There is currently a war raging in China between two of the country’s biggest e-commerce juggernauts. This war is characterised by tactical manoeuvres and counter offensives from both sides. The two companies involved are e-commerce giant Alibaba and Internet behemoth Tencent and the prize is domination of China’s mobile payment market.
This war isn’t new. It’s been raging for years. But the latest flashpoint has been over control of taxi-booking apps. In this blog I’m going to examine the marketing battle between Alibaba and Tencent over these apps. Why do they want to dominate this sphere? What tactics and operations have they used to gain the upper hand? How has this offensive affected the civilian population, the customers?
Taxi-booking app headlines
During February there were a flurry of news stories about taxi-hailing apps being banned in Beijing and Shanghai. The complaints that I personally heard were that drivers were taking bookings then ignoring the booking to pick someone up on the street that offered to pay more than the standard fare.
Drivers were also refusing to pick up people on the street who refused to pay more than the standard fare. In China the local governments set the flat-rate fares that taxi drivers are allowed to charge. For example in Nanjing where I live the standard fare is ¥11 for up to 3km. The fare in Shanghai is ¥13 for up to 3km.
Taxi drivers were doing this as well as using two or more apps to take bookings and picking and choosing their fares. If someone on one app offered more, the driver would take that fare. And, from my experience, this affected foreigners more. If a foreigner leaves a message with their pick up details drivers often ignored them in favour of a Chinese customer. So how did it come to this?
There are two main taxi-booking apps that share about 90 per cent of the market in China according to iResearch. Didi Dache (嘀嘀打车) is venture backed by Tencent and is integrated into widely popular IM app WeChat. Kuaidi Dache (快旳打车) is backed by Alipay, the payment platform linked to Alibaba.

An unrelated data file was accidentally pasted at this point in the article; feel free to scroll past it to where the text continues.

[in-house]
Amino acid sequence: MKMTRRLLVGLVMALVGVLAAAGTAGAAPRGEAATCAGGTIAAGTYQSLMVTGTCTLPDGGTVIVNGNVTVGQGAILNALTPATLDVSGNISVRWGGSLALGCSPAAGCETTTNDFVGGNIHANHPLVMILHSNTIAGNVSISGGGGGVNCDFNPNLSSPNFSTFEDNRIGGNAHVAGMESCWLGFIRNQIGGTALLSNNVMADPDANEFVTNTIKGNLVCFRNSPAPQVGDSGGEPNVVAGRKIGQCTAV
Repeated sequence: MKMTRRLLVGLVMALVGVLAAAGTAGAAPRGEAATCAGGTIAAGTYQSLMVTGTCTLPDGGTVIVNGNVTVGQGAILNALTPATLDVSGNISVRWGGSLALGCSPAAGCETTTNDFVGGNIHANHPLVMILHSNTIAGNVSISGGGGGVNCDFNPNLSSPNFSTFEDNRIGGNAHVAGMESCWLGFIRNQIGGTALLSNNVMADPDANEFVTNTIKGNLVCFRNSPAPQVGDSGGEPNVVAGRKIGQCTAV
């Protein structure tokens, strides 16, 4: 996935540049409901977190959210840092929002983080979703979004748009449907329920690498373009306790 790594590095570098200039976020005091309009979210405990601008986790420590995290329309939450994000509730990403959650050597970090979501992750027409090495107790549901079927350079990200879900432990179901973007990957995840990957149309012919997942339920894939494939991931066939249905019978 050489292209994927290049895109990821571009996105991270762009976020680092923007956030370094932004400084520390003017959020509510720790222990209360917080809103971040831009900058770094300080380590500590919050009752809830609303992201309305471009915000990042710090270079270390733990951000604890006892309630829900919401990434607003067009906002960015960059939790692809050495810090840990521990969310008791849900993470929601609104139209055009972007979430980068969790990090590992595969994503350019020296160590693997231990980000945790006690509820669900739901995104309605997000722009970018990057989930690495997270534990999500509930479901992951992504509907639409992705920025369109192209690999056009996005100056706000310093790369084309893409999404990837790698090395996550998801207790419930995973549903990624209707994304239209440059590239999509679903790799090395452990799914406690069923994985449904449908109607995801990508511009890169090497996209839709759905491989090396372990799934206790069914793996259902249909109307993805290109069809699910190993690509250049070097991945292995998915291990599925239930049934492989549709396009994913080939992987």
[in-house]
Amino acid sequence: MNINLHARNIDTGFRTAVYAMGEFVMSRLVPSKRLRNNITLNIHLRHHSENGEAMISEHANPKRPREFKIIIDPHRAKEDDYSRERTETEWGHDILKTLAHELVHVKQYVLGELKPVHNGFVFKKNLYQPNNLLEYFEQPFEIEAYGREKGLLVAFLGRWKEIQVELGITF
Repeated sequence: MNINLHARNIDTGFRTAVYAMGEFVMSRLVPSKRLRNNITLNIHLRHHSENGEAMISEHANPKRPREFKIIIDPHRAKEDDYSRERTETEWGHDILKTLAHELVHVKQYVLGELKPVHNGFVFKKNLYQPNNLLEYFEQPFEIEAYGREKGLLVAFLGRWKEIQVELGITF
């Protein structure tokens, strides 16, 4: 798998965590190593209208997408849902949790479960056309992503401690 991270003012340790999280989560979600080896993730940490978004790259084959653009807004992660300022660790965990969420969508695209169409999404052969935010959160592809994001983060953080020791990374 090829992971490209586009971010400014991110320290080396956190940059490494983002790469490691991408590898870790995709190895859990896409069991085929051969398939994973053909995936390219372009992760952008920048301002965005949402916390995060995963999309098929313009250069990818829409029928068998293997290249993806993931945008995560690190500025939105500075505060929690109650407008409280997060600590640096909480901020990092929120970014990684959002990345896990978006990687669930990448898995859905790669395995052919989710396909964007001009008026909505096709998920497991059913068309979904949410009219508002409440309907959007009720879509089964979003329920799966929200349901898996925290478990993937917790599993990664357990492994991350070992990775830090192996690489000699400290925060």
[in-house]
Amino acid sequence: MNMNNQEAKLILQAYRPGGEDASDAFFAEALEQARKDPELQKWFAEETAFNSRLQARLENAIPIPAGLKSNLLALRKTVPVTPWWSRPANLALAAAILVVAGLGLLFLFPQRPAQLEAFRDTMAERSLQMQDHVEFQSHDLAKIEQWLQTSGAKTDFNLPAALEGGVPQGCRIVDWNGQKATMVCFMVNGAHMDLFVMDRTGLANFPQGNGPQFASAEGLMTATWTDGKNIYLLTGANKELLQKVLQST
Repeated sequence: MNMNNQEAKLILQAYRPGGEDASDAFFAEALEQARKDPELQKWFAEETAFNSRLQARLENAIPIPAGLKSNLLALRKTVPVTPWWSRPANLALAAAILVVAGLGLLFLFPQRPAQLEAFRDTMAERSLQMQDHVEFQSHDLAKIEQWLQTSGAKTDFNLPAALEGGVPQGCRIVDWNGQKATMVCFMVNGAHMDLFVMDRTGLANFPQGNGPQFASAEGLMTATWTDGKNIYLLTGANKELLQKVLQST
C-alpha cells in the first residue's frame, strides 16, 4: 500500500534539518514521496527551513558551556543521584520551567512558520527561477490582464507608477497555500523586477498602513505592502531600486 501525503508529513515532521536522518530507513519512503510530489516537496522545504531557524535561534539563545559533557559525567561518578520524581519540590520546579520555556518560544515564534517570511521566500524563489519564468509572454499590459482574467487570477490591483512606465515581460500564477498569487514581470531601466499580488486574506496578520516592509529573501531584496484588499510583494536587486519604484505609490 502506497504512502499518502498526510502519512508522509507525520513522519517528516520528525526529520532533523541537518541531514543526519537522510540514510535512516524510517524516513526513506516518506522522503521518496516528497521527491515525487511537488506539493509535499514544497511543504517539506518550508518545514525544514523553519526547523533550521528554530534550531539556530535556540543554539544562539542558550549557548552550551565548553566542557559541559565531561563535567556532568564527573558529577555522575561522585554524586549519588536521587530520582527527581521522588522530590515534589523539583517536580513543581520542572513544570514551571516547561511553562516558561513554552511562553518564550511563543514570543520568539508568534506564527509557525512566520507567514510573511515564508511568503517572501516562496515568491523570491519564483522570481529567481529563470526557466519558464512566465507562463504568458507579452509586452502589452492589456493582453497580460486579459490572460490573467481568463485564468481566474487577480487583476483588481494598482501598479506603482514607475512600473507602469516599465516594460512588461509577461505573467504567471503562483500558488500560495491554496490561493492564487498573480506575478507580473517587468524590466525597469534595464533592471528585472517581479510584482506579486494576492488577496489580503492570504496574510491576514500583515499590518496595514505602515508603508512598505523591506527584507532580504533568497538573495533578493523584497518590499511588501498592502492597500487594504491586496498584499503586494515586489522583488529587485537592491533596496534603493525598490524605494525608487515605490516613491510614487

There are upwards of 30 of these apps in China making this a saturated market. Shanghai-based Dahuangfeng and Beijing-based Yaoyao Zhaoche were the next most popular apps vying for space and this lead to the price war that we see today. In fact Dahuangfeng is now part of Kuaidi Dache. But just why are the companies backing these apps prepared to lose so much money?
The major prize for Alibaba and Tencent is to have control of China’s lucrative mobile payment market. Alipay is winning this battle at the moment because it is the major payment platform for Taobao and Tmall, Alibaba’s C2C and B2C online shopping platforms respectively.
Tencent uses their own payment platform Tenpay. Since Didi Dache is the leading taxi app and because it has been integrated into WeChat, the highly successful messaging service, Tenpay is making inroads into this market. The current battle over taxi apps is merely one battleground in a much larger war.
The marketing strategies used by both Alibaba and Tencent are pretty similar in their effort to win the battle for hearts and minds of China’s taxicab using demographic. As I mentioned earlier, taxis are relatively cheap in China compared to big cities in developed Western nations.
Lets use Nanjing as an example to highlight the marketing strategy of the two big players in the taxi app fight. If you use either of the two apps to book a cab in Nanjing you’ll be subsidized to the tune of ¥10, if you pay using your phone.
The flat-rate fee in Nanjing is ¥11 for up to 3km. So in effect if I book a taxi through WeChat’s app Didi Dache I only pay ¥1 for my journey or $0.16US for up to 3km. I can do this three times in 24 hours.
As well as the saving I make personally, the driver also gets a rebate of ¥10. Hence why taxi drivers are so keen for customers to pay using the app. And also why some drivers have two phones each with a different app active scouting out the best fares.
On top of this is the fact that customers can add a tip to the fare when they make the booking. With Didi Dache it’s possible to add up to ¥20 to the fare therefore enticing the driver to take you ahead of other customers.